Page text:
Should I shave off my beard?

Beard growers will often face the question:

Should I shave off my beard?

should i shave my beard

yeard = beard grown for a full calendar year without any trimming or grooming above the Adam’s apple or below the cheekbones.

Yes, I sometimes have had to shave off my beard, and I’m sure others have too. As much as we like to tease those that suddenly go clean-shaven, there are some real benefits to shaving it completely off from time to time.

  1. An underlying skin condition that really needs time to heal.
  2. Employment-related concerns in many fields (I once got hired as an extra in a historical re-enactment film being made for a museum on the condition that I shaved. I wanted the new experience, so I agreed).
  3. Growing a yeard.
  4. Frequently having your beard violently pulled on (happens in combat sports such as jiujitsu, MMA, and raising children).

Now, I’m going to assume you’ve already tried my three things to do before shaving off your beard and you still think it has to go.

Whatever the reason, you need to plan your approach. Don’t just go in there with your rusty old razor and start whacking away. And its a good idea to document the process as much as you can, so you can compare before and after pictures for your own benefit.

Here’s the general procedure:

  1. When your beard is dry, use your beard scissors and comb to trim as close to the skin as possible. This is going to make it much easier for your razor to come in and clean up.
  2. Take a shower. Just washing your face and neck is not ideal. You really want your skin to have some exposure to the warm humid air for several minutes to reduce problems with shaving after a long hiatus.
  3. Massage a shaving oil (or any kind of oil really) into your beard and the skin underneath.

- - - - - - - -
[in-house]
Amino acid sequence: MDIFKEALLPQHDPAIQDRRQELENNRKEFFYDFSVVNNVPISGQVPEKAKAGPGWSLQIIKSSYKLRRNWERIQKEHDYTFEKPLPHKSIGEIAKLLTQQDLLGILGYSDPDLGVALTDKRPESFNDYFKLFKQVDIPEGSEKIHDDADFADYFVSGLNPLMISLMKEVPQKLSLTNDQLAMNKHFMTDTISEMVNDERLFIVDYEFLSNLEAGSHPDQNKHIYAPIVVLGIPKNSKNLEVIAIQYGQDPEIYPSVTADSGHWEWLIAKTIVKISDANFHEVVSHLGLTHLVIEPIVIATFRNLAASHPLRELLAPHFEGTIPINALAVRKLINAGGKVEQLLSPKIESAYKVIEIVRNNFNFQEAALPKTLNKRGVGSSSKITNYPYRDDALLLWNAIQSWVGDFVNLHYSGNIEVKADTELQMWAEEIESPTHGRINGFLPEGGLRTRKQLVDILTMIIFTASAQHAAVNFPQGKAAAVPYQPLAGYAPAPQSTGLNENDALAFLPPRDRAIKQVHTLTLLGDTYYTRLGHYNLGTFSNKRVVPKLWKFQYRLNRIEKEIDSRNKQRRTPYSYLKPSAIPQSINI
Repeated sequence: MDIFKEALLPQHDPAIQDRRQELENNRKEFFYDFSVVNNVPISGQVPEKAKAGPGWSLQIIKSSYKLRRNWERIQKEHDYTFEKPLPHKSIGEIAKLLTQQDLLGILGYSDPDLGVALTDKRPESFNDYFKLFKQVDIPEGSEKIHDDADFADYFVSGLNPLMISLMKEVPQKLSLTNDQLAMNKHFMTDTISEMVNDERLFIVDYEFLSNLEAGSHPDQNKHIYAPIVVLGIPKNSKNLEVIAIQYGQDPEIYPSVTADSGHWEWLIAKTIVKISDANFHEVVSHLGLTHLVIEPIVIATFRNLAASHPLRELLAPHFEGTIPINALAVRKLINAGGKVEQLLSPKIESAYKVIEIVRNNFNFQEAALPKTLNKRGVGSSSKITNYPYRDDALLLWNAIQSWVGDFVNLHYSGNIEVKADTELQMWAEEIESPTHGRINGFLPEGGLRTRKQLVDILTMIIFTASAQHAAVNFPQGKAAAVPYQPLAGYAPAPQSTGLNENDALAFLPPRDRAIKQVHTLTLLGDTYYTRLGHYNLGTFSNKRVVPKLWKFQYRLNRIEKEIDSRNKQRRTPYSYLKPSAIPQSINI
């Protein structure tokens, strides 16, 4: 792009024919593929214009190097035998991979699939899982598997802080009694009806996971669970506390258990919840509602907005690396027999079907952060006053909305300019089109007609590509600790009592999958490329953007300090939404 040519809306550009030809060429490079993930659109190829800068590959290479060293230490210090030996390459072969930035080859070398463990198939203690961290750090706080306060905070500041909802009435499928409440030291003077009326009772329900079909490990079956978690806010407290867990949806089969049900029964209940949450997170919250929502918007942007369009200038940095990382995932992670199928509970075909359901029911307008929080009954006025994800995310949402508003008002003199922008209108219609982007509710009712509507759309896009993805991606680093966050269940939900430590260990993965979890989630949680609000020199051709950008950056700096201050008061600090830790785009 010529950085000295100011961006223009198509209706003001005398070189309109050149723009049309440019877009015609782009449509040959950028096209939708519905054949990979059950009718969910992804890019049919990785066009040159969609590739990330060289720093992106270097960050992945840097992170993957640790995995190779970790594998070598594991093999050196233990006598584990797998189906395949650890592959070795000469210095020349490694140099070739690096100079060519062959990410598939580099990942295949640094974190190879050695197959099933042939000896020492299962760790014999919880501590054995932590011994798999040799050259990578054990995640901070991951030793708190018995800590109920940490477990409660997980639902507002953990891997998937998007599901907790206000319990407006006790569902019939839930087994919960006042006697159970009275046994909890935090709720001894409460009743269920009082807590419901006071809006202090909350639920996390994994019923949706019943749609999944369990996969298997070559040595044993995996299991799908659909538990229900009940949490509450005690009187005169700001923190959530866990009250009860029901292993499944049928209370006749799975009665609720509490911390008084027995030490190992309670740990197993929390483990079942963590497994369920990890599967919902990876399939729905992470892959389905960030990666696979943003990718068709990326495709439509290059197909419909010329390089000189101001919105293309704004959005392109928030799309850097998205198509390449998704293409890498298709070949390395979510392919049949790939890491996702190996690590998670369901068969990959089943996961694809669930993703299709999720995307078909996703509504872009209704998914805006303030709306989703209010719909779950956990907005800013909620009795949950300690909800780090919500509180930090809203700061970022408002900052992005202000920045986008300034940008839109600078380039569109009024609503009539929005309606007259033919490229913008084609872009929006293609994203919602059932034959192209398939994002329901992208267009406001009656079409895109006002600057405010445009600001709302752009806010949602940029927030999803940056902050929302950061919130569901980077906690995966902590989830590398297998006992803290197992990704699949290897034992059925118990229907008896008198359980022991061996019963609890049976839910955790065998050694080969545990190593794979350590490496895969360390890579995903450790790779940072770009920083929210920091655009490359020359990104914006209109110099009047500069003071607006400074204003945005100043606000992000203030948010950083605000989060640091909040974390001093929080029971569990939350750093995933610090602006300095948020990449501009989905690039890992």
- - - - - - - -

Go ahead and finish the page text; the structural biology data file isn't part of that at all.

4. Lather your shaving soap/cream, and coat your beard with it.
  5. Pause for reflection. No really, let your beard and skin really absorb the oils for a minute or so. You’d might as well use that time productively, so go ahead and look yourself in the eyes (I’m assuming you’re in front of a mirror at this point) and ask if you are really, really, really, sure you want to do this. This is also a good time to prepare your preferred razor. I like a Merkur safety razor with feather blades, personally.
  6. The point of no return: Shave your beard. With the grain. I’m not going to go into great detail here on how to shave, but when I first learned wet shaving, it took me a long time to realize that the grain grows in patterns you have adapt your stroke to. Also, let gravity do most of the work. You don’t want to press into your skin (a bad habit we get from growing up using cartridge razors). Rinse your face and neck with warm water and get a good look at the 9 year old boy looking back at you.
  7. I like to get as close a shave as possible if I’m going from a full beard to clean shaven. This means I’ll re-apply my cream and make at least one more pass, across the grain. If things are going really well without any nicks or other mishaps, then I’ll lather up a third time and do a third pass against the grain. Yes, this takes time.
  8. I like to do a final rinse with very cold water to close up the pores and tighten up my skin. If you’re gonna go full metrosexual (is that still a thing?), you can even apply a mask that has been cooled down in the fridge.

Clean up after yourself, properly dispose of any razor blades lying around, and go show your younger self to your significant other, who is probably wondering why you’ve been taking 5 times the normal time for your shower.

Don’t get too depressed about the loss of your beard. You can always grow it back later. Once you’ve already grown it out before, you can enjoy the process of watching it grow in without any of the worry about if it’s going to look good.


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